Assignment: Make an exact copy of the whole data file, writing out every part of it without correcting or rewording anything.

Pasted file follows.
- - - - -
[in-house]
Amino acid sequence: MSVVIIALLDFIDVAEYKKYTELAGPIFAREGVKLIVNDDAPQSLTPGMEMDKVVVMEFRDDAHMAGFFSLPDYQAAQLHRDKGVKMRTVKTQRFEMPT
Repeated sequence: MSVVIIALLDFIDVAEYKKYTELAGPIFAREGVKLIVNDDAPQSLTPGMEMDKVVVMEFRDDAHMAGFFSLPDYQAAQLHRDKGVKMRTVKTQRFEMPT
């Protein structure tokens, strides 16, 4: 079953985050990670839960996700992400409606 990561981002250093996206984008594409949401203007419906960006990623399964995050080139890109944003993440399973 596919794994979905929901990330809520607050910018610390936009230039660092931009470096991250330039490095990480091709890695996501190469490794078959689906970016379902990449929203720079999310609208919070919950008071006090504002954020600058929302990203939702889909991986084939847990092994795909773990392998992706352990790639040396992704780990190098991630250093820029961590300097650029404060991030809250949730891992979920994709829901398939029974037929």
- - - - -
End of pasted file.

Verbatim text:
[in-house]
Amino acid sequence: MSVVIIALLDFIDVAEYKKYTELAGPIFAREGVKLIVNDDAPQSLTPGMEMDKVVVMEFRDDAHMAGFFSLPDYQAAQLHRDKGVKMRTVKTQRFEMPT
Repeated sequence: MSVVIIALLDFIDVAEYKKYTELAGPIFAREGVKLIVNDDAPQSLTPGMEMDKVVVMEFRDDAHMAGFFSLPDYQAAQLHRDKGVKMRTVKTQRFEMPT
């Protein structure tokens, strides 16, 4: 079953985050990670839960996700992400409606 990561981002250093996206984008594409949401203007419906960006990623399964995050080139890109944003993440399973 596919794994979905929901990330809520607050910018610390936009230039660092931009470096991250330039490095990480091709890695996501190469490794078959689906970016379902990449929203720079999310609208919070919950008071006090504002954020600058929302990203939702889909991986084939847990092994795909773990392998992706352990790639040396992704780990190098991630250093820029961590300097650029404060991030809250949730891992979920994709829901398939029974037929």